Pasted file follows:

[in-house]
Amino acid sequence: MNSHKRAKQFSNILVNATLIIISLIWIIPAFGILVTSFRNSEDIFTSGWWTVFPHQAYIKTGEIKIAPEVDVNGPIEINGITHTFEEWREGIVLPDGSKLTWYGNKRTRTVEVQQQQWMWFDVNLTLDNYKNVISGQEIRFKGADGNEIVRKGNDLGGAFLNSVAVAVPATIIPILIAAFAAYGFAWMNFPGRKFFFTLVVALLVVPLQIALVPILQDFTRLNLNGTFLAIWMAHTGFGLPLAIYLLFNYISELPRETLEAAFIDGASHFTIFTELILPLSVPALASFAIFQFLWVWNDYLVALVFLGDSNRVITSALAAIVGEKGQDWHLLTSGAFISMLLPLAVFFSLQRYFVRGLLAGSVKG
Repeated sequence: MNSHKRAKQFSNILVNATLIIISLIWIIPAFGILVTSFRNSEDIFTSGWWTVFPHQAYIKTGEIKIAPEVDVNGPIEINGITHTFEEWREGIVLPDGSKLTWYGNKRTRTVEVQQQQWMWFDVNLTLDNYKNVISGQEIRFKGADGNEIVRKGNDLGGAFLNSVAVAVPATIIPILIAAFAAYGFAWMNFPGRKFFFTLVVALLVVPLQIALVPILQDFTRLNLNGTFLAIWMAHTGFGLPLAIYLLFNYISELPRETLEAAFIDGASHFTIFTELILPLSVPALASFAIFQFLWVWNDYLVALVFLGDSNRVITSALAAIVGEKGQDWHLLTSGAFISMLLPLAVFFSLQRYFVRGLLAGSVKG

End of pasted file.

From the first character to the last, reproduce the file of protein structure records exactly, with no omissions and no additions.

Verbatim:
[in-house]
Amino acid sequence: MNSHKRAKQFSNILVNATLIIISLIWIIPAFGILVTSFRNSEDIFTSGWWTVFPHQAYIKTGEIKIAPEVDVNGPIEINGITHTFEEWREGIVLPDGSKLTWYGNKRTRTVEVQQQQWMWFDVNLTLDNYKNVISGQEIRFKGADGNEIVRKGNDLGGAFLNSVAVAVPATIIPILIAAFAAYGFAWMNFPGRKFFFTLVVALLVVPLQIALVPILQDFTRLNLNGTFLAIWMAHTGFGLPLAIYLLFNYISELPRETLEAAFIDGASHFTIFTELILPLSVPALASFAIFQFLWVWNDYLVALVFLGDSNRVITSALAAIVGEKGQDWHLLTSGAFISMLLPLAVFFSLQRYFVRGLLAGSVKG
Repeated sequence: MNSHKRAKQFSNILVNATLIIISLIWIIPAFGILVTSFRNSEDIFTSGWWTVFPHQAYIKTGEIKIAPEVDVNGPIEINGITHTFEEWREGIVLPDGSKLTWYGNKRTRTVEVQQQQWMWFDVNLTLDNYKNVISGQEIRFKGADGNEIVRKGNDLGGAFLNSVAVAVPATIIPILIAAFAAYGFAWMNFPGRKFFFTLVVALLVVPLQIALVPILQDFTRLNLNGTFLAIWMAHTGFGLPLAIYLLFNYISELPRETLEAAFIDGASHFTIFTELILPLSVPALASFAIFQFLWVWNDYLVALVFLGDSNRVITSALAAIVGEKGQDWHLLTSGAFISMLLPLAVFFSLQRYFVRGLLAGSVKG